• @Dose-Haha no joke, I stopped reading this article at that exact part as well. Sure, let’s listen to a study from one of the most biased organizations in America. Sounds like an accurate study to me….

  • Total bs as usual. This site becomes more of a joke daily. Spend less time on conjugals and more time doing actual fact finding.

  • It’s a shame so many Death Row inmates die of natural causes after decades of reminiscing and reliving their horrendous crimes. Thankfully Covid-19 is doing the job that the state is unable to. I can only hope these monsters suffered on ventilators before they died:

    The California Department of Corrections and Rehabilitation listed COVID-19 as a suspected factor for eight people on California’s Death Row. They are:

    Johnny Avila Jr., 62, died July 26 at an outside hospital. Avila was sentenced in Fresno County to die for murdering two women, one of whom was gang-raped, on a canal bank after a rural gathering near Fresno in 1991.

    John M. Beames, 67, died July 21 at an outside hospital. Beames was sentenced to die for beating his girlfriend’s 15-month-old daughter to death in Tulare County in 1995.

    Troy A. Ashmus, 58, died July 20 at an outside hospital. Ashmus was sentenced in Sacramento County to death for the 1984 rape and murder of a 7-year-old girl who was fishing with her brother.

    Jeffrey J. Hawkins, 64, died July 15 at an outside hospital. Hawkins was sentenced in Sacramento County to die for the separate 1987 shooting deaths of a customer during a market robbery near Sacramento and a bar patron near Galt.

    David John Reed, 60, died July 7 at an outside hospital. Reed was sentenced to death in Riverside County for stabbing a Black homeless man to death in a racially motivated attack in Palm Springs.

    Dewayne Michael Carey, 59, died July 4 at an outside hospital. Carey was sentenced in Los Angeles County to the death penalty for stabbing a woman to death in her home during a robbery.

    Scott Thomas Erskine, 57, died July 3 at an outside hospital. Erskine was sentenced in San Diego County to die for beating, raping and murdering two boys ages 13 and 9 found dead two days after they didn’t return from bicycling along the Otay River in 1993. A genetic match linked him to their murders in 2004 while he served a 70-year term for rape.

    Manuel Machado Alvarez, 59, died July 3 at an outside hospital. Alvarez was sentenced to death in Sacramento County for a 1987 spree of mayhem that included raping a woman, killing a man while trying to rob him and knocking out a 78-year-old woman to steal her car.

    The two Death Row inmates whose deaths are under investigation are:

    Joseph S. Cordova, 75, died July 1 at San Quentin State Prison, where he was found unresponsive in his single cell with no signs of trauma. Cordova was sentenced to death in Contra Costa County for the 1979 rape and murder of an 8-year-old girl in San Pablo. A genetic match tied him to the crime in 2002 while he was serving a prison sentence in Colorado for child molestation.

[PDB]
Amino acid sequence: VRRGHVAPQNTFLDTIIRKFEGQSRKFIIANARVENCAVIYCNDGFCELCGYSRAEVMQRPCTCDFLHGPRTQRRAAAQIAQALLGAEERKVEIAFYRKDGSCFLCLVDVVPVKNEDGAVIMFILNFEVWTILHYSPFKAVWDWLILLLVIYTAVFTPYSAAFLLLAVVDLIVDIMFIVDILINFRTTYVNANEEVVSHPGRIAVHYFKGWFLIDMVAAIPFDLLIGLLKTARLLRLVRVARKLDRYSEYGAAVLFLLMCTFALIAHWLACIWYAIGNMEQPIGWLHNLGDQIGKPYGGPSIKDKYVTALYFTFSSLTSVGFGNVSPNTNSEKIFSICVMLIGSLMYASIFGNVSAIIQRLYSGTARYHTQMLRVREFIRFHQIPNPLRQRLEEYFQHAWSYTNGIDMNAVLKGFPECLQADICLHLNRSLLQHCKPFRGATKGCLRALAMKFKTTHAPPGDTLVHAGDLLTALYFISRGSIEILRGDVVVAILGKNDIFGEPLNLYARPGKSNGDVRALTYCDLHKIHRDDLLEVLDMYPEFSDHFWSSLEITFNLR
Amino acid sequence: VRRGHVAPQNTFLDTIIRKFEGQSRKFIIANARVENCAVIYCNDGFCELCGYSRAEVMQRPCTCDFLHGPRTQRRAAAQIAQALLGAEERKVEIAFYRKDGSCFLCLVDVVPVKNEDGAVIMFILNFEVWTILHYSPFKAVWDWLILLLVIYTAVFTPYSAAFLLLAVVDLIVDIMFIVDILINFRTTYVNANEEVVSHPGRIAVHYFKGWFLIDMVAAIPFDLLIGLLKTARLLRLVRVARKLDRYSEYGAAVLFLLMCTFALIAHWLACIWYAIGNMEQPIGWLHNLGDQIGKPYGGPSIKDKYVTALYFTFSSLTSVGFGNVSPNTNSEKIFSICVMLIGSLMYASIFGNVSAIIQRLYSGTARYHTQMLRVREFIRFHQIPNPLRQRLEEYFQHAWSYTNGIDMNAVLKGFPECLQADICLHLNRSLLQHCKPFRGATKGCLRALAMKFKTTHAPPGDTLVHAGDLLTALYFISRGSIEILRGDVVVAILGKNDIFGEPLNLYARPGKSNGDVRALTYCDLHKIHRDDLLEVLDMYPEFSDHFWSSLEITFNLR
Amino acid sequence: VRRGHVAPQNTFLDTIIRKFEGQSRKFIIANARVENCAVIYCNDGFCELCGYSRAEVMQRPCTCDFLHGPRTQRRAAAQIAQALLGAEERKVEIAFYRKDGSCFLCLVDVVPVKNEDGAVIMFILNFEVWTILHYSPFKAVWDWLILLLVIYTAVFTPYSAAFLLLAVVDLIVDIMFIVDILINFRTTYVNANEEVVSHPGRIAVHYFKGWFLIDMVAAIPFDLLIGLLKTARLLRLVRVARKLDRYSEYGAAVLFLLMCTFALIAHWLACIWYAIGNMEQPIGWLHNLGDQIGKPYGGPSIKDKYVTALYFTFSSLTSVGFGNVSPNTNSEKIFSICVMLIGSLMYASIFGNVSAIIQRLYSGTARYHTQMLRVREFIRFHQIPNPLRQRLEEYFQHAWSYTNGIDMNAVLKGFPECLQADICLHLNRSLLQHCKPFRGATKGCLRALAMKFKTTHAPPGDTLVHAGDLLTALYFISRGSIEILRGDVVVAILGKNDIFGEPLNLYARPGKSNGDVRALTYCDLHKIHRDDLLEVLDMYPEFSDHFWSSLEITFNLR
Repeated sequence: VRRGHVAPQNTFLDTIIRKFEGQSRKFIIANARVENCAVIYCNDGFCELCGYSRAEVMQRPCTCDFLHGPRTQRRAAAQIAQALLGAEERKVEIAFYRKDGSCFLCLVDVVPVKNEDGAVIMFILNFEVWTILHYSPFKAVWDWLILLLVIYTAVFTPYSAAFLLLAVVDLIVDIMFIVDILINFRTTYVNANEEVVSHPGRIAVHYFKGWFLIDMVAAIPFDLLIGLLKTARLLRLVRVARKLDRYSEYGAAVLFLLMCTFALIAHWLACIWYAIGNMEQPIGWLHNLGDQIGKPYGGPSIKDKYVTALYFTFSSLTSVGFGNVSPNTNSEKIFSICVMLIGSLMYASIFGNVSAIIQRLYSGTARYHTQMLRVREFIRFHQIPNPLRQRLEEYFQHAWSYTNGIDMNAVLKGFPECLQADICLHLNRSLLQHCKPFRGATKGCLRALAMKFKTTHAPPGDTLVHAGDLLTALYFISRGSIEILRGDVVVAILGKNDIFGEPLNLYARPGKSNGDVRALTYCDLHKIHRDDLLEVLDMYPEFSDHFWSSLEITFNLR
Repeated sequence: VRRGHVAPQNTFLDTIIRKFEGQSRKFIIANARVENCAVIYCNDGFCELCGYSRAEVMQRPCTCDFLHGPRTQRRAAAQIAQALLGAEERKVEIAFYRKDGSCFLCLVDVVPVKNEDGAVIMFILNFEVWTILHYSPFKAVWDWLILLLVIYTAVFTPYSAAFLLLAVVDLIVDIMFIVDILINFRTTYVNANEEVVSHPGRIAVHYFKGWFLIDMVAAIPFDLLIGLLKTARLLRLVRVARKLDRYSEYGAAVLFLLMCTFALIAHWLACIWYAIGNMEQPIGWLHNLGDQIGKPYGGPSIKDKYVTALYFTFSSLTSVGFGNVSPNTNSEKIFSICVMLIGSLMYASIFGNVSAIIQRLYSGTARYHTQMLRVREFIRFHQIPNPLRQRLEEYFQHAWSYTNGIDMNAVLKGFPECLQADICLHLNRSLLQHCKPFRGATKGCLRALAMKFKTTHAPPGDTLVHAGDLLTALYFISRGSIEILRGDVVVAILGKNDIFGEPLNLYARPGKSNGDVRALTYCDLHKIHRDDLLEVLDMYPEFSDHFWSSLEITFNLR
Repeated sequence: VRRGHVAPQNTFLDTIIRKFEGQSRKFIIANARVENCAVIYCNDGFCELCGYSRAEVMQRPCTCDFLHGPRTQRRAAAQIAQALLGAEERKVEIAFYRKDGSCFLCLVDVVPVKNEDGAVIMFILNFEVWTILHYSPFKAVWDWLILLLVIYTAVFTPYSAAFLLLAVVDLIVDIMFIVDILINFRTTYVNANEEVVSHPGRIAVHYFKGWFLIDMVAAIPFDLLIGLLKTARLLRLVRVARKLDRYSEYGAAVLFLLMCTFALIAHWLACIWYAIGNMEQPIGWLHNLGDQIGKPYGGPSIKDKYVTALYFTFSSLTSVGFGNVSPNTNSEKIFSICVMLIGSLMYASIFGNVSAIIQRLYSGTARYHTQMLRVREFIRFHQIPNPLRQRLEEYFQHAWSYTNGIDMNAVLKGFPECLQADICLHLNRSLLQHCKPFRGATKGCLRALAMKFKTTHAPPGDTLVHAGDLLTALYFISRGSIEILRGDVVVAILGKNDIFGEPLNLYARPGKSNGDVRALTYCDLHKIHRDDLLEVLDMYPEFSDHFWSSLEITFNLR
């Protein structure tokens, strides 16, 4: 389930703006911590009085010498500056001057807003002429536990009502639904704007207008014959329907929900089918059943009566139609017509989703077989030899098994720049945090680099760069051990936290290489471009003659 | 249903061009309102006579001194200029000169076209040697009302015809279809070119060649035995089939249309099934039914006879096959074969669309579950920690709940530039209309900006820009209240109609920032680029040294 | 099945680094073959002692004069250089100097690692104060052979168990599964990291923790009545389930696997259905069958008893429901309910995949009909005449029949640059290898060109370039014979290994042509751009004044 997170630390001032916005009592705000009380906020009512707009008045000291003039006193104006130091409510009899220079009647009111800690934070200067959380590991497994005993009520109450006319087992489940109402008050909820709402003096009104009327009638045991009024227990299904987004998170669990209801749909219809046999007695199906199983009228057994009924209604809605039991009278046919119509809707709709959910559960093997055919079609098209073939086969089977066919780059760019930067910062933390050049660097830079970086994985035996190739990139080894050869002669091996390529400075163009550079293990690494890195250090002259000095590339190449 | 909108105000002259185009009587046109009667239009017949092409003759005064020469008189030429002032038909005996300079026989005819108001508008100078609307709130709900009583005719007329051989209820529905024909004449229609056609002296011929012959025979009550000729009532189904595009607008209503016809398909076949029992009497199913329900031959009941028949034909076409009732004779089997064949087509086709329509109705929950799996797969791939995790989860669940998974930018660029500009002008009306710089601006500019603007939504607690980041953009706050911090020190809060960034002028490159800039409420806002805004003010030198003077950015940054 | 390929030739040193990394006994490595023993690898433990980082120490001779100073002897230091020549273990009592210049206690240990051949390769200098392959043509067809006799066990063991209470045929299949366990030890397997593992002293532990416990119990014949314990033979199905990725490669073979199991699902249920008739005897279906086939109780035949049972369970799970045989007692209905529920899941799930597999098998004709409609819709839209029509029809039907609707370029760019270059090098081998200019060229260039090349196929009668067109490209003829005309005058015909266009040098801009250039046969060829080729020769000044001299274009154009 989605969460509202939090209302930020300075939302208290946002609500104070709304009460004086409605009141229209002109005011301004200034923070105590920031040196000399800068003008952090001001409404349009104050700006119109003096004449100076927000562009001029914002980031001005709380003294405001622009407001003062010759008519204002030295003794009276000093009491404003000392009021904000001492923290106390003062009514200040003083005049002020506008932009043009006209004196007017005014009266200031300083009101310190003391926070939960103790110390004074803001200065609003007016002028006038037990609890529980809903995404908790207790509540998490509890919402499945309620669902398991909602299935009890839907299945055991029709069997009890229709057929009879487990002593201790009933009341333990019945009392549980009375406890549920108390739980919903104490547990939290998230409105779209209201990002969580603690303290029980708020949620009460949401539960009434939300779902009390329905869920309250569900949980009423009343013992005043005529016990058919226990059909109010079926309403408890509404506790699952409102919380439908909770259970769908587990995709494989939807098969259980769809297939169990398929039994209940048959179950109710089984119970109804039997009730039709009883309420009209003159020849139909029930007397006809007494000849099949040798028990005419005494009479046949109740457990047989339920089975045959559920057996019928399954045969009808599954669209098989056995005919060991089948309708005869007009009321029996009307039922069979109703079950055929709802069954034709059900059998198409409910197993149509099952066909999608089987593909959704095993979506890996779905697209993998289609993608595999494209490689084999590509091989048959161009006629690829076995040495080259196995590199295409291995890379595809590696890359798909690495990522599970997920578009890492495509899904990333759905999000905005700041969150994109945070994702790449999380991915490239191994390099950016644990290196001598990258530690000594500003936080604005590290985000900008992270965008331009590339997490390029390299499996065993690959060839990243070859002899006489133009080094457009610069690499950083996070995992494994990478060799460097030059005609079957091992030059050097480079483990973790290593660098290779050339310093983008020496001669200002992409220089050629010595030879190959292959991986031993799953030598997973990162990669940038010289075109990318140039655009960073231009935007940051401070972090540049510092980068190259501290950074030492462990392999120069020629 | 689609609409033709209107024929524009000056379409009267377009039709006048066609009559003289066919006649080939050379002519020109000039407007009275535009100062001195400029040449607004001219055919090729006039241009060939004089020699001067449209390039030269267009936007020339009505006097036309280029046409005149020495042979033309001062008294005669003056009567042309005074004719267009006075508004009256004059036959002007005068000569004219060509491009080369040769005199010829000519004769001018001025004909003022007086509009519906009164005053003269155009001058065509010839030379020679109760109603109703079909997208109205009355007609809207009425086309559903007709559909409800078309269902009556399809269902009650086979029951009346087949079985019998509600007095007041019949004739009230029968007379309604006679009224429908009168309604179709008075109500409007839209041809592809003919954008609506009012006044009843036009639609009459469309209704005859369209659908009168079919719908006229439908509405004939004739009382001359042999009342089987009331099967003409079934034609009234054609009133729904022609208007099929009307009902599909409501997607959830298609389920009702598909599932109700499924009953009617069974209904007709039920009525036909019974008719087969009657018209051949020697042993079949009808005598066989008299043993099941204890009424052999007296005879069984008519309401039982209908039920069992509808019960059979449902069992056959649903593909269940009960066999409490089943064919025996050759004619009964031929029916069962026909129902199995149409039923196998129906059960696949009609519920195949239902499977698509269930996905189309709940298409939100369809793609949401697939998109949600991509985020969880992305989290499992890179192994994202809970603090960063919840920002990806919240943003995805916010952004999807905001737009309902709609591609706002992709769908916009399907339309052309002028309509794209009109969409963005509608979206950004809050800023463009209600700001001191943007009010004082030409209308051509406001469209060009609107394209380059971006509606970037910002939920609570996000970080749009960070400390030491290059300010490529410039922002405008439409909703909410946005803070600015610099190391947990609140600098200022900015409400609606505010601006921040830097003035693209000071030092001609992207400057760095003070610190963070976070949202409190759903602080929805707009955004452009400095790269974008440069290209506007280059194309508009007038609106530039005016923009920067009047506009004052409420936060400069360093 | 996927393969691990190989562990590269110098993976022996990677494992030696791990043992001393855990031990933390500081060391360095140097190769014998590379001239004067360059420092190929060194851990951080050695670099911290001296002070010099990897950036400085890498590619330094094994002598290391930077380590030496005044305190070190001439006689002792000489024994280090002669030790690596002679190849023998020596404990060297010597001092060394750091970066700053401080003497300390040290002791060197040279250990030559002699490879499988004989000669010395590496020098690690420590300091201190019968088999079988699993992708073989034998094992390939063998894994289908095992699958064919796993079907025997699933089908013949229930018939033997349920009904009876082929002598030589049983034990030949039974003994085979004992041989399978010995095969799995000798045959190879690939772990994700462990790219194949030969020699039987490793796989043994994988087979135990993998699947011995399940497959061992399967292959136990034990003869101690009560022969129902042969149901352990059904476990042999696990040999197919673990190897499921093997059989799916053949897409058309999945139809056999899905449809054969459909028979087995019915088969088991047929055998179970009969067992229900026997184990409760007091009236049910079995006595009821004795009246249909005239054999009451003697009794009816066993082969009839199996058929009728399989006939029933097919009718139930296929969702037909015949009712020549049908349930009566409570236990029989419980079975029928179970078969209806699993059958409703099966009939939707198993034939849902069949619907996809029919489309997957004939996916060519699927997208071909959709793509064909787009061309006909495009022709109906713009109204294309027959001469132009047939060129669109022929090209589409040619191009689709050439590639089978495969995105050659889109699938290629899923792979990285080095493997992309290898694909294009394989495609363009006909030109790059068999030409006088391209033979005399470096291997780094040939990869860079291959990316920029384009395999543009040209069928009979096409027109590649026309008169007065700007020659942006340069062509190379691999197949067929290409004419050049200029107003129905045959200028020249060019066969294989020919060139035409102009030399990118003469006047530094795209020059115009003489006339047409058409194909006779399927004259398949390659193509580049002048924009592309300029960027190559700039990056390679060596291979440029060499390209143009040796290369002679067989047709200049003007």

Richard E. Stitely, 71, died June 24 at San Quentin State Prison where he also was found unresponsive in his cell. Stitely was sentenced to death in Los Angeles County for the rape and murder of a woman in 1990 who was last seen leaving a bar in Reseda.

    The CDCR concluded that three other Death Row inmates who died this year succumbed to “natural causes.”

    Lonnie D. Franklin Jr., 67, the “grim sleeper” sentenced in Los Angeles County for the murders of nine women and a girl from 1985 and 2007, was found dead in his cell March 28. John Abel, 75, sentenced to death in Orange County for murdering a man during a robbery in 1991, died Feb. 15 at an outside hospital. And Thomas Potts, 71, sentenced in Kings County for murdering an elderly couple, died Feb. 5 at an outside hospital.

  • There’s no need to look up any stats. Any reasonable individual can plainly see that crime is drastically up due to reducing sentences, releasing prisoners, reducing crime levels (felonies to misd), bail apparently being outlawed and general lawlessness. Let’s factor in that LE is not being proactive whatsoever for understandable reasons!

    It is the non-reporting of crimes that makes compiling stats a breeze. Do store owners who may not have insurance coverage file a report for looting, vandalism, burglary? Does a car owner file a BTFMV report when he/she has no insurance? Do PD’s write report for each criminal act committed by rioters? For every object launched at officers? For every patrol car torched? For every act of conspiring to riot/loot/burn? Even if a citizen desires to have a report taken, many Depts do not take routine reports during Tactical Alerts or other activations. Sure, some PD’s provide online crime reporting; if a victim wants to wade through some all the nonsense to write their own report.

    Let us remember all the victims of spousal abuse, child abuse and other domestic violence that have not been reported because of isolation. It would be interesting to see numbers re: missing persons, runaways, and unresolved missing cases…. Bodies to be found later?

    This article lacks professionalism for not disclosing factors for NON REPORTING of crimes. We won’t even go into the reporting for the FBI’s UCR always had inherent problems with prompt/accurate reporting. If stats are so crucial – then read the WSJ article that claims jails are statistically safer than being at home re CV-19. So perhaps we should lock more people up to keep them safe?

    Samuel Clemens was spot on.

  • Hell was happy to welcome the latest round of evil scumbags that COVID claimed.
    Hell will also welcome those who work to protect evil. Lot of them out there, let’s hope Covid can expedite that process for them too.